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Movie Review: 'The Monuments Men'

By Bill Wine
KYW Newsradio 1060

PHILADELPHIA (CBS) -- The Monuments Men may not be monumental, but it sure is quietly but richly entertaining.

Co-written, produced, and directed by George Clooney, who also leads the ensemble cast, it tells the fictionalized true story of the US government's efforts to recapture precious artwork stolen by the Nazis toward the end of World War II.

(3 stars out of 4)


Multi-hyphenate Clooney, directing for a fifth time (The Ides of March; Good Night, and Good Luck; Leathernecks; Confessions of a Dangerous Mind), has an impressive array of actors filling out the roles, including Matt Damon as an art restorer, Bill Murray as a Chicago architect, John Goodman as a sculptor, Jean Dujardin as a French painting instructor, Hugh Bonneville as a British museum head, and Bob Balaban as a theatre impresario, all at his command.

And in a prominent subplot, Cate Blanchett plays a Parisian "collaborator" and assistant museum curator who knows where much of the stolen artwork is but won't tell the Allies because she fears that they won't return it to the French.

It's Damon's job to convince her to change her mind.

The screenplay by Clooney and Grant Heslov, its exposition on the stingy side, is based on the 2010 nonfiction book The Monuments Men: Allied Heroes, Nazi Thieves and the Greatest Treasure Hunt in History, by Robert M. Edsel.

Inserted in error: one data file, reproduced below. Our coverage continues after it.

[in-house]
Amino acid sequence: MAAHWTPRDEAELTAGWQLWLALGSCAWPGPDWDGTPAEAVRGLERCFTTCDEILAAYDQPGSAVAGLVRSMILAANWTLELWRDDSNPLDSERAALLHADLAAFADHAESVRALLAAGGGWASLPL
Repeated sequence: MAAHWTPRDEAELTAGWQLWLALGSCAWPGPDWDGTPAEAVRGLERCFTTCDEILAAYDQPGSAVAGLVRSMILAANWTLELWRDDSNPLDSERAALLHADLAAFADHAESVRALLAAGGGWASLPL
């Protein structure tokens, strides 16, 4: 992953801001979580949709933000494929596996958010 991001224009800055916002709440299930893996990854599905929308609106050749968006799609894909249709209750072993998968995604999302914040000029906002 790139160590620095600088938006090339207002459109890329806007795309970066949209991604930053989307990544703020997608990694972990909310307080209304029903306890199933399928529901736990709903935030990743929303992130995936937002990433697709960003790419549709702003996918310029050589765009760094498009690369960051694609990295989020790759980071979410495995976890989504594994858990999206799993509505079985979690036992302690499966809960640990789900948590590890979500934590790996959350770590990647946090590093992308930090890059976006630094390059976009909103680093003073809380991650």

It's a chronicle of the Monuments, Fine Arts, and Archives program, an Allied group assigned to go behind enemy lines during World War II in a race against time, track down and rescue art masterpieces and other important cultural artifacts before they can be destroyed by Hitler, and then return them to their rightful owners.

And who took on this improbable if not impossible mission?  Not superspies or secret agents or Spandex-clad superheroes, but a team of seven cerebral and sedentary citizens:  American and British museum directors, curators, and art historians who, following D-Day, traveled around Europe's war zones in pursuit of these cherished and valuable items.

Clooney plays Frank Stokes (inspired by the real-life George L. Stout), a curator and conservationist who, in the spring of 1944, persuades a reluctant President Franklin Delano Roosevelt of the importance of preserving priceless Western art treasures by rescuing them from the Nazis' looting operation, during which they have hidden purloined works of art with plans to destroy them during their retreat.

A greatest-generation period piece that combines group-effort elements of The Great Escape and Ocean's Eleven, (along with ragtag-repertory strains from The Bad News Bears), The Monuments Men is certainly director Clooney's most, if not only, "action"-oriented project thus far.

But it never abandons itself to shoot-'em-up filler.  Clooney struggles a bit with tone as he attempts the difficult mix of the studied goofiness of broad slapstick sequences with dramatic scenes lined with heart-tugging sentiment.  If the two thrusts blended more smoothly, the film might proceed somewhat more commandingly towards its climax.

Still, there is significant viewing pleasure watching these high-profile stars do their understated thing and sufficient if not supreme suspense, even if the characters disperse at a certain point and our appreciation dips, and even if the script is a bit too preachy and literal in its attempt to convince the audience of the importance of the mission they're watching unfold.

So we'll rescue 3 stars out of 4 for the bloodless and enjoyable The Monuments Men, a thoughtful thriller in which appealing antiheroes struggle to prevent the death of culture and George Clooney creates his own modest (dare I say it?) work of art.

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